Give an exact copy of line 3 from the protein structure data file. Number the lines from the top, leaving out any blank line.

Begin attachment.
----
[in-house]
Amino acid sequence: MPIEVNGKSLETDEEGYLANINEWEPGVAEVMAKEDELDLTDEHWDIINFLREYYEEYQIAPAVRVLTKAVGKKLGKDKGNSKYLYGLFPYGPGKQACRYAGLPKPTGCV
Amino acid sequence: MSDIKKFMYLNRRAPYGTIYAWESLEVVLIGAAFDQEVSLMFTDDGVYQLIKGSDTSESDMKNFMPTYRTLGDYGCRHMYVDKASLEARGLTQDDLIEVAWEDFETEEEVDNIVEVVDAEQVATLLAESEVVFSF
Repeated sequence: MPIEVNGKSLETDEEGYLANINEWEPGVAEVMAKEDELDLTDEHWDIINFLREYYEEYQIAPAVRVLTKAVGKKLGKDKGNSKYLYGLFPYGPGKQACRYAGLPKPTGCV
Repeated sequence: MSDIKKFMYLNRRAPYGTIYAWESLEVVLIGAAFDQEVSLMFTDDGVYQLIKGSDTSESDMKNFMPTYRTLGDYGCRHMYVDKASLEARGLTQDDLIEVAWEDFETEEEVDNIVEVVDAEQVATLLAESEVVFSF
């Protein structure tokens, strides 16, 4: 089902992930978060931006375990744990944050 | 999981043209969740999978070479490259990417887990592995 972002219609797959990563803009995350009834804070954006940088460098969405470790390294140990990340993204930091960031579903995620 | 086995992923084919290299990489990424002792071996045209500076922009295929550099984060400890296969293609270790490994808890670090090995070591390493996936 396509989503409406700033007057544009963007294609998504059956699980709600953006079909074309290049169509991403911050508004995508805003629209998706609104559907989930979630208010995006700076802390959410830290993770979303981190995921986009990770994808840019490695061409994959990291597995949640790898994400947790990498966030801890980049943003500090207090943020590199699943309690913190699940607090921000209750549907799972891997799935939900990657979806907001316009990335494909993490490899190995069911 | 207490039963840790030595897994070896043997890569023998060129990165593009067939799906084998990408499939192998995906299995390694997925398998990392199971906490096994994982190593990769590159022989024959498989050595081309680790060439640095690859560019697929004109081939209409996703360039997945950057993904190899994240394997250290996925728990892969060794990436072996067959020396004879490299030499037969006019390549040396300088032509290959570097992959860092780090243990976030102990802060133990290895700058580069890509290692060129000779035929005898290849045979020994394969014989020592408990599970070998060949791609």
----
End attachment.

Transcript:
Amino acid sequence: MSDIKKFMYLNRRAPYGTIYAWESLEVVLIGAAFDQEVSLMFTDDGVYQLIKGSDTSESDMKNFMPTYRTLGDYGCRHMYVDKASLEARGLTQDDLIEVAWEDFETEEEVDNIVEVVDAEQVATLLAESEVVFSF